Using a Comma after a Conjunctive Adverb like "However"

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The Quick Answer
When a term like "However," "As a result," or "Consequently" starts a sentence, it should be followed by a comma. (These terms are called conjunctive adverbs or "transitional phrases.")

A conjunctive adverb usually sits at the start of a sentence to act like a bridge to an idea in the previous sentence. For example:
  • She is a fantastic cook. However, she uses too much salt.
  • (A conjunctive adverb is followed by a comma. A conjunctive adverb is not preceded by a comma.)
It is possible to use a semicolon before a conjunctive adverb for a smoother transition between your "sentences."
  • She is a fantastic cook; however, she uses too much salt.
  • (The sentences have now become independent clauses.)

Using a Comma after a Conjunctive Adverb like "However"

It is common for a sentence to start with an introduction that acts like a bridge to the previous sentence. The introduction makes the transition between the two sentences smoother. (It is known as a conjunctive adverb or a "transitional phrase.")

A conjunctive adverb usually appears at the start of a sentence and is followed by a comma. For example:
  • Bruce Leonard spent 4 years in Japan studying Kung Fu. As a result, he is often able to predict moves by Japanese opponents.
  • ("As a result" is a conjunctive adverb. It acts like a bridge between the previous sentence and the new one. It is followed by a comma.)
  • Mark was separated from his twin sister when they were both one. Of course, it was often said that the girl next door looked a little like him, but no one had any reason to think they might be related.
  • ("Of course" is a conjunctive adverb.)
  • We are only looking for 6 new people. In summary, 70% of you will fail the course.
You can use a semicolon before your conjunctive adverb for a smoother transition between your "sentences." For example:
  • I was her personal butler for over 10 years. Therefore, I will not tolerate sloppy work.
  • He missed half of the classes while training for the Olympics. Consequently, his techniques are flawed.
  • To Bruce's relief, the shark slowly swam off. However, Bruce suspected that the shark had just made its first pass.
comma before however

Don't Use a Comma before "However"

The word "However" is a common conjunctive adverb. It is just like the other conjunctive adverbs, but it deserves a special mention because writers often mistakenly precede it with a comma. For example:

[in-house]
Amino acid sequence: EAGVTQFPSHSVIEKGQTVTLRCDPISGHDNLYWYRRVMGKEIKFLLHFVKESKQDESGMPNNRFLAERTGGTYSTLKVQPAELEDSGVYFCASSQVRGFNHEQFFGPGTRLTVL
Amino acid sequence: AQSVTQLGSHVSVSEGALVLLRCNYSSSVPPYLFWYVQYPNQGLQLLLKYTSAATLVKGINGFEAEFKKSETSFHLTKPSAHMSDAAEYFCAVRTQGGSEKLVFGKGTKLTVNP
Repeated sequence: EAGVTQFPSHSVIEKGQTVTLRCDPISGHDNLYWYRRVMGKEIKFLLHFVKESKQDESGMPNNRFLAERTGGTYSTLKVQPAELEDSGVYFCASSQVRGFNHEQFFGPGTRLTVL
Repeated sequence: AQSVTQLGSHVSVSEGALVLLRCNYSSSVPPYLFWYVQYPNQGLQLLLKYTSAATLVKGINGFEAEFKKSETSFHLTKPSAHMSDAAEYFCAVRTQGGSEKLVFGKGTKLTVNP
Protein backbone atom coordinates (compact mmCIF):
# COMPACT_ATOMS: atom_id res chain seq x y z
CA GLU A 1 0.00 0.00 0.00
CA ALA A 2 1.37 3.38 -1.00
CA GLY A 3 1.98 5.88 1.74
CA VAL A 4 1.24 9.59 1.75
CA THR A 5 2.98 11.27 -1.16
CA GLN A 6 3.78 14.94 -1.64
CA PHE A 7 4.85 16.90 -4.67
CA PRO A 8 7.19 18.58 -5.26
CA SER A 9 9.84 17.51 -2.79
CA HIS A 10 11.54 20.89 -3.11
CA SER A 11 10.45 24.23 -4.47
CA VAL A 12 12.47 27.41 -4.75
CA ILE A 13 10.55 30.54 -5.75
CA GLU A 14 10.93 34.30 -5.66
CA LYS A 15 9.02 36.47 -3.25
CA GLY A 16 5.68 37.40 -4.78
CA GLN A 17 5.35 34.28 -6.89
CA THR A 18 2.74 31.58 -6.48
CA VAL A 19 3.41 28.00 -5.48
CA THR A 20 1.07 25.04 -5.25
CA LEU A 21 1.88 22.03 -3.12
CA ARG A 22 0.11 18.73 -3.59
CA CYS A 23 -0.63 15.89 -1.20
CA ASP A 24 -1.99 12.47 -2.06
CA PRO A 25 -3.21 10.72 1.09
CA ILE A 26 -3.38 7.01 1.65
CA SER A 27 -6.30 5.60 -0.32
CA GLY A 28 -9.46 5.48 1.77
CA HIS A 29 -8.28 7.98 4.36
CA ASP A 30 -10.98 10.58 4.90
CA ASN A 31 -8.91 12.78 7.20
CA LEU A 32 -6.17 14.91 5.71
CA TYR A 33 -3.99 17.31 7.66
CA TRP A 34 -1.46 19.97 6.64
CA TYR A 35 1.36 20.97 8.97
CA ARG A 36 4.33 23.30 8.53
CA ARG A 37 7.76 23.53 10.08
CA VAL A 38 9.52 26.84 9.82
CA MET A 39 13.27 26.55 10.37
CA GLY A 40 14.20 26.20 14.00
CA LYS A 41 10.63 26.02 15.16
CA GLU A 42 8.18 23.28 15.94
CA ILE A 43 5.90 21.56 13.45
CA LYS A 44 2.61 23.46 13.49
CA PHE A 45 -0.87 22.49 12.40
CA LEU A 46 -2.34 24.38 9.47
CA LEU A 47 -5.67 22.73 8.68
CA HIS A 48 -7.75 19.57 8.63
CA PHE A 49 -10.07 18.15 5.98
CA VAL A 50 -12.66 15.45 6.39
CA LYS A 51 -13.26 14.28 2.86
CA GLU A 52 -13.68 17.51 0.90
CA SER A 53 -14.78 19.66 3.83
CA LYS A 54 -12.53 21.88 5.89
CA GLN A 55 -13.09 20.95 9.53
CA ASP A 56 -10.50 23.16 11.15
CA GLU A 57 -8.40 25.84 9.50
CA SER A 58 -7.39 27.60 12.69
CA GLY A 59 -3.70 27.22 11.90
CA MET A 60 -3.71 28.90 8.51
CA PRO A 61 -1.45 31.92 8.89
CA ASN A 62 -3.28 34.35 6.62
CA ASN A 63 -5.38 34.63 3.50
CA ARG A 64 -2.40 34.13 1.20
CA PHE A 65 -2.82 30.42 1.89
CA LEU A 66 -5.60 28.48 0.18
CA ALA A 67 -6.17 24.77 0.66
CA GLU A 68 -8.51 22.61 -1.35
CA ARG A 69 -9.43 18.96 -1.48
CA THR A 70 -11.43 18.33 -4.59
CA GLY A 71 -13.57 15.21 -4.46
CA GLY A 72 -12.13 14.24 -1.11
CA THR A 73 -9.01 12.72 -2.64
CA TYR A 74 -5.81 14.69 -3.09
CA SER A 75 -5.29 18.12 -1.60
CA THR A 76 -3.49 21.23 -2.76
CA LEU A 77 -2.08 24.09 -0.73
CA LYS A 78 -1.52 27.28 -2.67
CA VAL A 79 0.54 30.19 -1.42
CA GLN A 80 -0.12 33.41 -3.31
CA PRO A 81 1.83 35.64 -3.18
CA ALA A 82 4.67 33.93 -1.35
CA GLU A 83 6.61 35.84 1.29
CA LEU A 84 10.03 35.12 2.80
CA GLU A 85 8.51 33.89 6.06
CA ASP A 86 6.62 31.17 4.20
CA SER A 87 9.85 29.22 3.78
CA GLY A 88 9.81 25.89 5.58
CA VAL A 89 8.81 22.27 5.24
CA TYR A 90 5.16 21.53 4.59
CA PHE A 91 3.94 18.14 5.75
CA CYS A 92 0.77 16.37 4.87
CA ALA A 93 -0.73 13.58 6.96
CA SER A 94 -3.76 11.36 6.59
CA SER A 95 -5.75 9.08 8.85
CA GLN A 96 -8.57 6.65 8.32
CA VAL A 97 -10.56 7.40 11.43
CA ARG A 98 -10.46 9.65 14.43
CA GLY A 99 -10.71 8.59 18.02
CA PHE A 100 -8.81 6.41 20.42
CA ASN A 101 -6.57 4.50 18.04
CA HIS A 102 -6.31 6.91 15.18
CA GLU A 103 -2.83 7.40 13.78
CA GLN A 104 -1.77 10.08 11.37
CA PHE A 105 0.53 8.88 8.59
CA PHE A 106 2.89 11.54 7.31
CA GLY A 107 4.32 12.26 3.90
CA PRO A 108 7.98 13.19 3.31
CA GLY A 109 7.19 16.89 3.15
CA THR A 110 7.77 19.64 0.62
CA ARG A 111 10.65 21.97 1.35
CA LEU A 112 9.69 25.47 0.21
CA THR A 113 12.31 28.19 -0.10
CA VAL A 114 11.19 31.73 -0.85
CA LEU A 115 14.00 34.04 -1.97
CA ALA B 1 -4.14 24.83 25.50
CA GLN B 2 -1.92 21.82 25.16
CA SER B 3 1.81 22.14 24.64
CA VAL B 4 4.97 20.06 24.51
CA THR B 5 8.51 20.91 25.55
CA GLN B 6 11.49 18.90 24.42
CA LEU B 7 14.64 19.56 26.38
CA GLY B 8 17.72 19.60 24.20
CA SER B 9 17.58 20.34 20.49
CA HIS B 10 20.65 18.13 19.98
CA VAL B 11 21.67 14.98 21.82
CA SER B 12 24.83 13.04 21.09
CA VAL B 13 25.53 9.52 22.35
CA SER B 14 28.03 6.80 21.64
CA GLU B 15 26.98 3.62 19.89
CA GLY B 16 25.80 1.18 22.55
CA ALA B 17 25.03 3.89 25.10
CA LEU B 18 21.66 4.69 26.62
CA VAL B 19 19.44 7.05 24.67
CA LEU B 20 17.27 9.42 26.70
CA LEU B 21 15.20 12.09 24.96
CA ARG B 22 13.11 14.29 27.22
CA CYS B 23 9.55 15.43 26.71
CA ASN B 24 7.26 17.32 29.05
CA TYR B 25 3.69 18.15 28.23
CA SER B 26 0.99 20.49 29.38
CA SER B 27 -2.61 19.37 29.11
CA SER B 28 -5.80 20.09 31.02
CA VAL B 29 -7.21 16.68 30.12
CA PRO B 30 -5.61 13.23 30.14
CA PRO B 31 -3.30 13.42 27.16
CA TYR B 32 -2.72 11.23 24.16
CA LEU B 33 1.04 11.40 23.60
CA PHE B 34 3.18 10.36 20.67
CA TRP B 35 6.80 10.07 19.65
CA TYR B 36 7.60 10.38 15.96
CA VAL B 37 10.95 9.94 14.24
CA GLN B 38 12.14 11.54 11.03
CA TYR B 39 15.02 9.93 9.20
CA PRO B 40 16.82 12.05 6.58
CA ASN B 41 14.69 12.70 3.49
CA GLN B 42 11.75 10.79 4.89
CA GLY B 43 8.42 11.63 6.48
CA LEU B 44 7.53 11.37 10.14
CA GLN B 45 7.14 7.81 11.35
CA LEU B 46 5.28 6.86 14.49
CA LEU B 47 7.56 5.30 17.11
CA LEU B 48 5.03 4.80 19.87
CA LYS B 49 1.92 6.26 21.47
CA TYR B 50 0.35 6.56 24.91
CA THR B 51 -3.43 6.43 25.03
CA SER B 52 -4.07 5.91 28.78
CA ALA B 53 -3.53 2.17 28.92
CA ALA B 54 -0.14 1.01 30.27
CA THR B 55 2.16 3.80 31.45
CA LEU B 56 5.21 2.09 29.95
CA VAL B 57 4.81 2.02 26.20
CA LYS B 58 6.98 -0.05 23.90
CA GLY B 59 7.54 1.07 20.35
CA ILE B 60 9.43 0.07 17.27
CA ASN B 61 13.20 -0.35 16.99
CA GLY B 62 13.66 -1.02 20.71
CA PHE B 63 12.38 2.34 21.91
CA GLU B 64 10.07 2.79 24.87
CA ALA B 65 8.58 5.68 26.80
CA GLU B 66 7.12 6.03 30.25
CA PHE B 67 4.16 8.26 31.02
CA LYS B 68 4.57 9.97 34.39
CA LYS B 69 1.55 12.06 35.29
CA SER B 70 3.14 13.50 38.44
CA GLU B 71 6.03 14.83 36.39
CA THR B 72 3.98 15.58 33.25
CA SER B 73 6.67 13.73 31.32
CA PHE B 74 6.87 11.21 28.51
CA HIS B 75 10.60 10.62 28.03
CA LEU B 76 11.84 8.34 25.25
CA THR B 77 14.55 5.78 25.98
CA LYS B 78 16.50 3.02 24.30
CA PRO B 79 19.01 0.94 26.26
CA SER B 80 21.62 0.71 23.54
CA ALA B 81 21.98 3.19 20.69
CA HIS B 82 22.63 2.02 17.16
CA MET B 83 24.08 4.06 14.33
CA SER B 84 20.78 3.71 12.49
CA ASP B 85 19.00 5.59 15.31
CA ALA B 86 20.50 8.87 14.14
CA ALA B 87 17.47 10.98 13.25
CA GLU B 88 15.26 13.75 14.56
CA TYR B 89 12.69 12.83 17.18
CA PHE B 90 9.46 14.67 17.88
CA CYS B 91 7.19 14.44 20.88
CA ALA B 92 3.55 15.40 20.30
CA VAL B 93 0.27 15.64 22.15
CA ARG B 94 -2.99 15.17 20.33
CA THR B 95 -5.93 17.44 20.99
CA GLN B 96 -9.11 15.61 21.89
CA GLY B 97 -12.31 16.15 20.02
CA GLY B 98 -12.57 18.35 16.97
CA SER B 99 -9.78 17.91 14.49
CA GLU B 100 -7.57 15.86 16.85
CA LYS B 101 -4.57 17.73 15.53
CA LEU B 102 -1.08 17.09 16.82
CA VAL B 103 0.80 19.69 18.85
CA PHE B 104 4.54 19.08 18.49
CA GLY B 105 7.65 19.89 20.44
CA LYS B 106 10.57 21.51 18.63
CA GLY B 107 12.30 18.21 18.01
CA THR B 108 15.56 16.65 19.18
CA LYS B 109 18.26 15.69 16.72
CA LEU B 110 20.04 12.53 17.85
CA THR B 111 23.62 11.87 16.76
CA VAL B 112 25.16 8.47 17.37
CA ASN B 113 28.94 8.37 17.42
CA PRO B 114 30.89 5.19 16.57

• I don't like cake. However, I love scones.
  • I don't like cake; however, I love scones.
  • I don't like cake, however, I love scones.
When "However" is being used as a conjunctive adverb, preceding it with a comma is a mistake called a run-on sentence.

Don't Overuse Semicolons

Conjunctive adverbs are useful because they keep ideas flowing between sentences. Most of them should be preceded by periods (full stops). If you use semicolons before every conjunctive adverb, you will annoy your readers. Semicolons are great in moderation. Hold them back for when you want a really smooth transition between two sentences.

Read more about using semicolons.

You Will See a Comma before "However"

Like the other conjunctive adverbs, the word "however" can be used like a mid-sentence parenthesis. For example:
  • Toby likes fishing. Trevor, however, is a fanatic.
When used mid-sentence like this, a word like "however" should be offset from the rest of the sentence using commas or other parenthetical punctuation (e.g., dashes).

Not a Comma

Remember that you cannot use a comma before a conjunctive adverb like "however" when it starts a new sentence (or independent clause). For example:
  • I cannot come on Tuesday, however, Peter will be there.
  • (This is a common error – especially with "however.")
Read more about the error known as a run-on sentence.

A Video Summary on Using Conjunctive Adverbs

Here is a short video on how to use conjunctive adverbs like "however":

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See Also

Using commas (a summary) Our big commas test Run-on errors with commas Using semicolons before transitional phrases (e.g. however) Using semicolons to extend a sentence Commas after a sentence introductions Commas after interjections (yes, no, indeed) Commas before conjunctions (and, or, but) Commas for parenthesis Commas in lists Commas with a long subject Commas with numbers Commas with quotation (speech) marks Commas with the vocative case Commas with Dear, Hello, and Hi